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Not everyone wants love and acceptance (or how to win friends by intimidation)

August 8, 2008

You meet someone at the party. You want to connect. So you get them to open up and make them feel good about themselves. You know being loved and accepted is what they want. Right?

Wrong. It doesn’t always work that way.

There is another equally effective way to connect to people and its by going the other way – by crushing their pride and making them feel completely useless. Its counterintuitive but stay with me here and tell me you haven’t seen these types.

So after you’ve touched first base by building trust and rapport with your new friend, you begin cutting them off slowly whenever they say something, reject every opinion they make even if its perfectly valid, and position yourself as the one with The Opinion. You dominate them.

Sounds weird? Not really. The truth is, there are people out there who want to be led by a firm hand. They are your typical follower-types, with low self esteem and seeking comfort in human concrete pillars. They create complex and bizzare emotional dependencies with their tormentors, even protecting them when threatened. You see this in husbands, wives, football players, colleagues and business partners.

This method requires a skill to determine what flips your switch because take on the wrong guy and you could end up with a broken arm or leg. I’ve met people who can scan you and size you up in a minute. In business, they tend to come from the manipulator side of the spectrum, the side heavily populated by highly dominant people and con artists. They test the waters by disagreeing with something trivial you say, like when you say, “Oh, its such a nice day,” and they say, “No, what makes you say its nice?” Then depending on how you respond, they take you to 2nd base.

But there is a difference. Honest disagreements tend to wander about in search of a new point of agreement whereas the “other type” knows that for a master-slave relationship to exist, there must never be an agreement. These people have instincts to smell low self-esteem a mile away and move in like a predator. If there’s none, there are ways to manufacture it in you. They come to you saying things like, “Sigh, it’s so hard to manage 5 bungalows,” when they know you’re struggling with payments on a dinky little apartment.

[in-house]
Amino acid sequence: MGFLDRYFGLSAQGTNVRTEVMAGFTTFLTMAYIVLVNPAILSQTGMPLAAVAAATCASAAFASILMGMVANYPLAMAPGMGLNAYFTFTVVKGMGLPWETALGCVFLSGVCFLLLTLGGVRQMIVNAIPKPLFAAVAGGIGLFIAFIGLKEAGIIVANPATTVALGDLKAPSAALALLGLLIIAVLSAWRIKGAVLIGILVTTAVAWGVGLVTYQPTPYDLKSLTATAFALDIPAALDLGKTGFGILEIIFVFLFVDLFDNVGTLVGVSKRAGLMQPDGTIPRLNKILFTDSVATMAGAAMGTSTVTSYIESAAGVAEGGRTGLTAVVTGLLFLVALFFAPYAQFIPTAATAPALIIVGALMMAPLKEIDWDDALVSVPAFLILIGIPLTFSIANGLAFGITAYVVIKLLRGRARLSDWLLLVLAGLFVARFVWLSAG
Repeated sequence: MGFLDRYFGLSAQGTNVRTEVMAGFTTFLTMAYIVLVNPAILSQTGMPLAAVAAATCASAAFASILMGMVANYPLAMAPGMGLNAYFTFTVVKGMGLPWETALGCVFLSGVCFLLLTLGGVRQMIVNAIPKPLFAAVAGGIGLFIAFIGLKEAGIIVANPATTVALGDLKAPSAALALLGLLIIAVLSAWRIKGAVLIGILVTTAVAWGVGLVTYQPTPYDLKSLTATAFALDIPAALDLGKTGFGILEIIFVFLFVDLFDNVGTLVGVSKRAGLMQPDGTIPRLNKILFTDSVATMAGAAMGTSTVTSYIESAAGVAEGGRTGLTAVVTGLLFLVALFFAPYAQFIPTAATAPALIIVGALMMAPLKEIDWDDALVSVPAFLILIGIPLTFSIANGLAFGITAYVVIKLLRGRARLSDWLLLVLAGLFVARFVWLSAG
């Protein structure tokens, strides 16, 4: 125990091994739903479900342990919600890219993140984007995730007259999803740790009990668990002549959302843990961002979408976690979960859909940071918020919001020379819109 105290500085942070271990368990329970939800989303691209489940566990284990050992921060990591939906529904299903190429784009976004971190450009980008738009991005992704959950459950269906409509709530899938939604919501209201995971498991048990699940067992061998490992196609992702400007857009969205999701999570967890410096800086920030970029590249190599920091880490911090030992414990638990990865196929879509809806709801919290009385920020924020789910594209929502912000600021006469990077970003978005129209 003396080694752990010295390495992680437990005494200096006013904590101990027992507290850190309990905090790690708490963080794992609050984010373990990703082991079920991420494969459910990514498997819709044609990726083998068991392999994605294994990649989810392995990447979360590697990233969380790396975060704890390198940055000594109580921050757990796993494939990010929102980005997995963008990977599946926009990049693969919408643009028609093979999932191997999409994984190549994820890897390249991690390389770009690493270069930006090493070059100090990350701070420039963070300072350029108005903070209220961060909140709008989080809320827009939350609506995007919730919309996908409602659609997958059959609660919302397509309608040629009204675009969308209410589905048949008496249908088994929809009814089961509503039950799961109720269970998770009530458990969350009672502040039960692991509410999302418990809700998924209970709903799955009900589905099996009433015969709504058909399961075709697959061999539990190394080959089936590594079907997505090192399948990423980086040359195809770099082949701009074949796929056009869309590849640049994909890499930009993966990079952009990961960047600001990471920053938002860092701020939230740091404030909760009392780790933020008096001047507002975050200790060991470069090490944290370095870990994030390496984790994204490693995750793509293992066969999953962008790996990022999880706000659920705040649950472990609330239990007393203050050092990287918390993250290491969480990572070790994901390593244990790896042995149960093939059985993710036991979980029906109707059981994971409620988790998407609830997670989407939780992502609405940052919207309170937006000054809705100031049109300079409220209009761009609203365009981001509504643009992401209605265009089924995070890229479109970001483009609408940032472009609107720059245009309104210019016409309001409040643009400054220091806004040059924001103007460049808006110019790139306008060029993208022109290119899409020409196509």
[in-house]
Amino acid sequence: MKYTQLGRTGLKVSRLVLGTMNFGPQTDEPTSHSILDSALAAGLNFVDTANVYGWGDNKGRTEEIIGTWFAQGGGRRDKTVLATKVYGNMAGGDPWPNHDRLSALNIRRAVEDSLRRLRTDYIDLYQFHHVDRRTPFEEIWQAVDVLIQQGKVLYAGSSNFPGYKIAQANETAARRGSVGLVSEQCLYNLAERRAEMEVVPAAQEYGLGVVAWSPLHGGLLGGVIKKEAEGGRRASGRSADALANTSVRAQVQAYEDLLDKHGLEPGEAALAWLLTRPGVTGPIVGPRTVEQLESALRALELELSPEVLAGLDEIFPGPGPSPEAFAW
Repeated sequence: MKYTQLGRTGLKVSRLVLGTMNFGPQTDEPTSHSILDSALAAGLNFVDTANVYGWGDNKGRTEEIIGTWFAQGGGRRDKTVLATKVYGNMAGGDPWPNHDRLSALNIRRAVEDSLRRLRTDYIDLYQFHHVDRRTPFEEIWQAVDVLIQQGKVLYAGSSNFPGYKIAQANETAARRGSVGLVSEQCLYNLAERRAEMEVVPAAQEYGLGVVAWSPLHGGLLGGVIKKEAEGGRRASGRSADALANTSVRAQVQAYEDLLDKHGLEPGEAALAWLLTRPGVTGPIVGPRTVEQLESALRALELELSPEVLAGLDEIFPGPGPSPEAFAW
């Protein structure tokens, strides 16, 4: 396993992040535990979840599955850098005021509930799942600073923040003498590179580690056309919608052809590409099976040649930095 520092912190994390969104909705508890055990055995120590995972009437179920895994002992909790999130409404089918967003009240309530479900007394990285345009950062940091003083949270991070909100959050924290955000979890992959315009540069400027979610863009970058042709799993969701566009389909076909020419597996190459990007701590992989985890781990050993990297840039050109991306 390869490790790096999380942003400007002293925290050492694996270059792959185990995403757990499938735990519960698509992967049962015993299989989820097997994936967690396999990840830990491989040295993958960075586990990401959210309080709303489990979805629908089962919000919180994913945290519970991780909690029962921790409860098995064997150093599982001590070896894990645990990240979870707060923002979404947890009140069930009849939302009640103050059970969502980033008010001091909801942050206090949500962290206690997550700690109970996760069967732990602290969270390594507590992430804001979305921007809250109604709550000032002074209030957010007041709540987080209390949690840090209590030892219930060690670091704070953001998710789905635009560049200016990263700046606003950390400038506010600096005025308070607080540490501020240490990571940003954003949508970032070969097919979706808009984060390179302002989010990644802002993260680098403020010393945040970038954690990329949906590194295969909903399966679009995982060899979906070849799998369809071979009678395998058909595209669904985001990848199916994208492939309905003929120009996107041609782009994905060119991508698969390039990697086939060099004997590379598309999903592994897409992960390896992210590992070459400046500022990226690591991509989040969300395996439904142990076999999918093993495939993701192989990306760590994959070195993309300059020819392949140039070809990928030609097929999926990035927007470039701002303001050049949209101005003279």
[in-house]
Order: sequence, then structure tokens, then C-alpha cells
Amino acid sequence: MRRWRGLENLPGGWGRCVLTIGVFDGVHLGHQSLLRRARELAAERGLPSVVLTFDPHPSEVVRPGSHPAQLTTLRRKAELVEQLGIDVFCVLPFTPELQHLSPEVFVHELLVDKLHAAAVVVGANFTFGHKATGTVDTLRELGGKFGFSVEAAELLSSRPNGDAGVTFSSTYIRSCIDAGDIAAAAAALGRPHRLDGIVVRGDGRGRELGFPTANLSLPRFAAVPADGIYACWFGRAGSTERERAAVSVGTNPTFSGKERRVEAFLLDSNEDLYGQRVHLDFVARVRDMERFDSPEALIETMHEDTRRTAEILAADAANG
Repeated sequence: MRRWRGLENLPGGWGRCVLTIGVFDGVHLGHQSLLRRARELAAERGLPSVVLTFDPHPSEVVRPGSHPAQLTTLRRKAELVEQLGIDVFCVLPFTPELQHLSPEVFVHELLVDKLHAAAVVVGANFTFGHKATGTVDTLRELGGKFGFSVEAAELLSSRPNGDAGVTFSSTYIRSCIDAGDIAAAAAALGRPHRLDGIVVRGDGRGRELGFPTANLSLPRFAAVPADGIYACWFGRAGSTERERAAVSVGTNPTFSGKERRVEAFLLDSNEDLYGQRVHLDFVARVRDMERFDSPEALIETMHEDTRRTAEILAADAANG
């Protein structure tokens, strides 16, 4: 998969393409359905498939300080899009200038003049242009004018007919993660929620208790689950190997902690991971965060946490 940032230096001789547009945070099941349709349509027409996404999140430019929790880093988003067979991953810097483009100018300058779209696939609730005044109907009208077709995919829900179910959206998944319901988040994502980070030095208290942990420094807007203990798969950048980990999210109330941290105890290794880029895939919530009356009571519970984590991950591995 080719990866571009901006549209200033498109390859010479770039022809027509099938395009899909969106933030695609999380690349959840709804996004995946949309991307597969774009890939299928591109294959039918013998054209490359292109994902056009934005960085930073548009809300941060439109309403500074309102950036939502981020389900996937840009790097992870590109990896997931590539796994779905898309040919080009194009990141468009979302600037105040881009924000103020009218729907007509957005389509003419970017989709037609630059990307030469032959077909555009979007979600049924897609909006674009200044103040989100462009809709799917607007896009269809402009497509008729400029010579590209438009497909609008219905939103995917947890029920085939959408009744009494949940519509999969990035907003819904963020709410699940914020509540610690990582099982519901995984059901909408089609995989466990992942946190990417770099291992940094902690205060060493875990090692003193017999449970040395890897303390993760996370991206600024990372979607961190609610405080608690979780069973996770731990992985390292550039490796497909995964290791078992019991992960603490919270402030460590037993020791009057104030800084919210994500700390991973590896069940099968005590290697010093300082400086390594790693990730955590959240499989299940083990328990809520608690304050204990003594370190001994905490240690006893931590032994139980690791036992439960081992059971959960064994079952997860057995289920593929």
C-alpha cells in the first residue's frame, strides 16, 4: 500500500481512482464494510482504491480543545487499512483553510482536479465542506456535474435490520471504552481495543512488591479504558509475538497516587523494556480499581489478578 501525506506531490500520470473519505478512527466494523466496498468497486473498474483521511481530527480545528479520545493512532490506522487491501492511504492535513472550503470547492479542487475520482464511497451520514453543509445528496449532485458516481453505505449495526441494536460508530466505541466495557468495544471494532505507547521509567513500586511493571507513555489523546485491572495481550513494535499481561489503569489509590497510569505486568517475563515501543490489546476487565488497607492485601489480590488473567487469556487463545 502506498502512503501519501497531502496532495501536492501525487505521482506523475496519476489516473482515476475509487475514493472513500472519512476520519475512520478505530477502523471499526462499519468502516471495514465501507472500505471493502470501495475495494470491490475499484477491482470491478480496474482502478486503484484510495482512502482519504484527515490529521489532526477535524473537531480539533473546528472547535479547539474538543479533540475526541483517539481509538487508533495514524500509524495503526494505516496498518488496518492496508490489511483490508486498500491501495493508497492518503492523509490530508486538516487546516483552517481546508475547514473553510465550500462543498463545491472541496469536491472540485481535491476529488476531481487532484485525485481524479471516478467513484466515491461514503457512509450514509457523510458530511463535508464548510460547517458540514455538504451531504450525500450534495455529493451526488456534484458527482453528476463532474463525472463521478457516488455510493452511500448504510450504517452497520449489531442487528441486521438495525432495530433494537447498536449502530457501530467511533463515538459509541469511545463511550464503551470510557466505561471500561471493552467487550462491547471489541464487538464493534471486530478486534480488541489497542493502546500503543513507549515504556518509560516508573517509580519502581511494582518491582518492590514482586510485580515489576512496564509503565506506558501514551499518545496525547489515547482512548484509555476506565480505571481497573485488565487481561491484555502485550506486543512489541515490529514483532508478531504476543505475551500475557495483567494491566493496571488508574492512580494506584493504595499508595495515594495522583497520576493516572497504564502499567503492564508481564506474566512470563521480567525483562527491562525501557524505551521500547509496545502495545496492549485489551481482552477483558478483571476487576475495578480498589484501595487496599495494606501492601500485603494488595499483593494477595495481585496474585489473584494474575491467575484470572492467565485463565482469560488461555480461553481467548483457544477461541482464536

Its interesting how overly dominant managers, social bullies and con artists operate off the same playbook with different intentions.

So who says you can’t create relationships by intimidating people. Its more common than you think. Some of these relationships last a lifetime, Abused spouses never rat on their tormentors even if they get beaten black and blue every day (better a broken bone than be completely lost without a relationship?)

Oh, there is a third and final category. The guy that knows which side his bread is buttered, the survivor who singles out the weak for intimidation and the strong for buttering. Best of both worlds.

Question is, which of the three types are you.

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8 Comments leave one →
  1. LC Teh permalink
    August 9, 2008 9:21 pm

    This one reminds me of Robert Ringer’s Winning Through Intimidation.

  2. Damien permalink*
    August 10, 2008 9:11 am

    Someone wrote a book about it? Wow. Its just something I observe in the companies I served, how insecure employees gravitate towards strong and often predatory managers, never mind the abuse they have to put up with. Its almost wolf-pack like.

  3. LC Teh permalink
    August 11, 2008 11:53 am

    http://www.amazon.com/Winning-Through-Intimidation-Robert-Ringer/dp/0449207862

    It’s antique. It was published in 1984.

  4. Damien permalink*
    August 12, 2008 9:02 am

    I browsed thru it. Confounded. I guess a few years of corporate life and witnessing the strange social dance have knocked me off my idealist perch. Somehow the world just refuses to conform to people’s ideals.

  5. LC Teh permalink
    August 12, 2008 11:49 am

    Ideals or not, it’s always that inevitable bottom-line that all gravitate towards. Winning means one must gain whatever-it-is in the end. Court-holders gain nothing but only applause and empty air. That’s the gist of Ringer’s win.

  6. Damien permalink*
    August 13, 2008 8:43 am

    Ah so you read it. Aren’t these books blasphemous to the positive thinkers of the world, hehe 🙂

  7. LC Teh permalink
    August 13, 2008 11:15 am

    Blasphemous or not, there is the godawful truth that “if you work hard, long hours, all you get in the end is OLD.” (the Uncle George Theory)

  8. Damien permalink*
    August 13, 2008 9:54 pm

    Hahaha, LOL 🙂

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